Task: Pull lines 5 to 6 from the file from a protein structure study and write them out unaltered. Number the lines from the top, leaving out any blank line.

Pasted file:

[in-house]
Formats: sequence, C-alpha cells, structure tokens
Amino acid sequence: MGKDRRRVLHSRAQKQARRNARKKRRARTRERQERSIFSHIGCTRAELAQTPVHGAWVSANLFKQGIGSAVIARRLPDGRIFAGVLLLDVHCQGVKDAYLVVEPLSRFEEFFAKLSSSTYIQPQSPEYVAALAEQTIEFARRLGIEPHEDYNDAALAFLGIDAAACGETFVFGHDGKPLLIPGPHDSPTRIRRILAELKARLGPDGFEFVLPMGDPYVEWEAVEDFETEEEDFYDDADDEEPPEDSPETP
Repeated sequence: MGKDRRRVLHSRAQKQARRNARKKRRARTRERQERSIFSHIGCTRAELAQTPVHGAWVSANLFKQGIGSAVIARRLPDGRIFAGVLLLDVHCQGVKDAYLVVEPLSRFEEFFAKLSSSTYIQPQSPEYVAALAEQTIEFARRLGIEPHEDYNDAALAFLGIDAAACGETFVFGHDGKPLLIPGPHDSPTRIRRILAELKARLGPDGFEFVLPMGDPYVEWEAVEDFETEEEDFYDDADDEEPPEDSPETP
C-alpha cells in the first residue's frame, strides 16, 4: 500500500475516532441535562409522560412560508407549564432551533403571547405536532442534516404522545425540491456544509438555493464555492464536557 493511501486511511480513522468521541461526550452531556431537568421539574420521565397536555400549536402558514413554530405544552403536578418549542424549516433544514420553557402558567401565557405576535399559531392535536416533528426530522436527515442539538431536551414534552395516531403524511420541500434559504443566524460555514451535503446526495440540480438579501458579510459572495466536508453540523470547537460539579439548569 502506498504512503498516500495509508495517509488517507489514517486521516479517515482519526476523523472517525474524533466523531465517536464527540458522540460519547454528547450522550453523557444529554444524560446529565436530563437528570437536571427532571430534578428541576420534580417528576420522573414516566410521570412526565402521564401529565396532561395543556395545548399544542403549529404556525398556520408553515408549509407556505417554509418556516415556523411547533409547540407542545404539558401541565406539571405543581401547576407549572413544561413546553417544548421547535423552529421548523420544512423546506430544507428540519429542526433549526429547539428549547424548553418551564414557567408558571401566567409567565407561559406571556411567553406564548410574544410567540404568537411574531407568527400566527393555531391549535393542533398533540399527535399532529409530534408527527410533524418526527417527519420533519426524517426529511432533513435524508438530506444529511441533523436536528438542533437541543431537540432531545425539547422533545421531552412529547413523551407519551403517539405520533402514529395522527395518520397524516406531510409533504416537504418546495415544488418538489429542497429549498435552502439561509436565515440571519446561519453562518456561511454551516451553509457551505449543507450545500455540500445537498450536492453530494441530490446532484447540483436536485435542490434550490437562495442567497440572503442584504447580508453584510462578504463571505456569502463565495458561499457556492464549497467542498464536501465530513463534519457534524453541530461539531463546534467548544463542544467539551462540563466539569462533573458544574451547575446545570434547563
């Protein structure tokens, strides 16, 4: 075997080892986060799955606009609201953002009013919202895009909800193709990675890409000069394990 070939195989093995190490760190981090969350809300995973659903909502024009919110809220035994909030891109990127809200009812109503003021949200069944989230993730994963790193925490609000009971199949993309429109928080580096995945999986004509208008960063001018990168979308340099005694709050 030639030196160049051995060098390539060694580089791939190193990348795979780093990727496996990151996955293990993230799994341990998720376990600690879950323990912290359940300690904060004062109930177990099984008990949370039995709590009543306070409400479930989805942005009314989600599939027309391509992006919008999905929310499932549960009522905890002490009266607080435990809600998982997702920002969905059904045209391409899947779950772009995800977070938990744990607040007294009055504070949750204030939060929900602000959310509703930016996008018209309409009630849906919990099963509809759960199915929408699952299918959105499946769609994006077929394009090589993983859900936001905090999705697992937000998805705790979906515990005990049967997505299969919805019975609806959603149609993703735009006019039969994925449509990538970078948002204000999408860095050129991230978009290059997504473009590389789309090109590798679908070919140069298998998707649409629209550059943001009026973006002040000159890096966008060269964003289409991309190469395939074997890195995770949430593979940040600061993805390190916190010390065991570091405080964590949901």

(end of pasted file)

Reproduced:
C-alpha cells in the first residue's frame, strides 16, 4: 500500500475516532441535562409522560412560508407549564432551533403571547405536532442534516404522545425540491456544509438555493464555492464536557 493511501486511511480513522468521541461526550452531556431537568421539574420521565397536555400549536402558514413554530405544552403536578418549542424549516433544514420553557402558567401565557405576535399559531392535536416533528426530522436527515442539538431536551414534552395516531403524511420541500434559504443566524460555514451535503446526495440540480438579501458579510459572495466536508453540523470547537460539579439548569 502506498504512503498516500495509508495517509488517507489514517486521516479517515482519526476523523472517525474524533466523531465517536464527540458522540460519547454528547450522550453523557444529554444524560446529565436530563437528570437536571427532571430534578428541576420534580417528576420522573414516566410521570412526565402521564401529565396532561395543556395545548399544542403549529404556525398556520408553515408549509407556505417554509418556516415556523411547533409547540407542545404539558401541565406539571405543581401547576407549572413544561413546553417544548421547535423552529421548523420544512423546506430544507428540519429542526433549526429547539428549547424548553418551564414557567408558571401566567409567565407561559406571556411567553406564548410574544410567540404568537411574531407568527400566527393555531391549535393542533398533540399527535399532529409530534408527527410533524418526527417527519420533519426524517426529511432533513435524508438530506444529511441533523436536528438542533437541543431537540432531545425539547422533545421531552412529547413523551407519551403517539405520533402514529395522527395518520397524516406531510409533504416537504418546495415544488418538489429542497429549498435552502439561509436565515440571519446561519453562518456561511454551516451553509457551505449543507450545500455540500445537498450536492453530494441530490446532484447540483436536485435542490434550490437562495442567497440572503442584504447580508453584510462578504463571505456569502463565495458561499457556492464549497467542498464536501465530513463534519457534524453541530461539531463546534467548544463542544467539551462540563466539569462533573458544574451547575446545570434547563
């Protein structure tokens, strides 16, 4: 075997080892986060799955606009609201953002009013919202895009909800193709990675890409000069394990 070939195989093995190490760190981090969350809300995973659903909502024009919110809220035994909030891109990127809200009812109503003021949200069944989230993730994963790193925490609000009971199949993309429109928080580096995945999986004509208008960063001018990168979308340099005694709050 030639030196160049051995060098390539060694580089791939190193990348795979780093990727496996990151996955293990993230799994341990998720376990600690879950323990912290359940300690904060004062109930177990099984008990949370039995709590009543306070409400479930989805942005009314989600599939027309391509992006919008999905929310499932549960009522905890002490009266607080435990809600998982997702920002969905059904045209391409899947779950772009995800977070938990744990607040007294009055504070949750204030939060929900602000959310509703930016996008018209309409009630849906919990099963509809759960199915929408699952299918959105499946769609994006077929394009090589993983859900936001905090999705697992937000998805705790979906515990005990049967997505299969919805019975609806959603149609993703735009006019039969994925449509990538970078948002204000999408860095050129991230978009290059997504473009590389789309090109590798679908070919140069298998998707649409629209550059943001009026973006002040000159890096966008060269964003289409991309190469395939074997890195995770949430593979940040600061993805390190916190010390065991570091405080964590949901």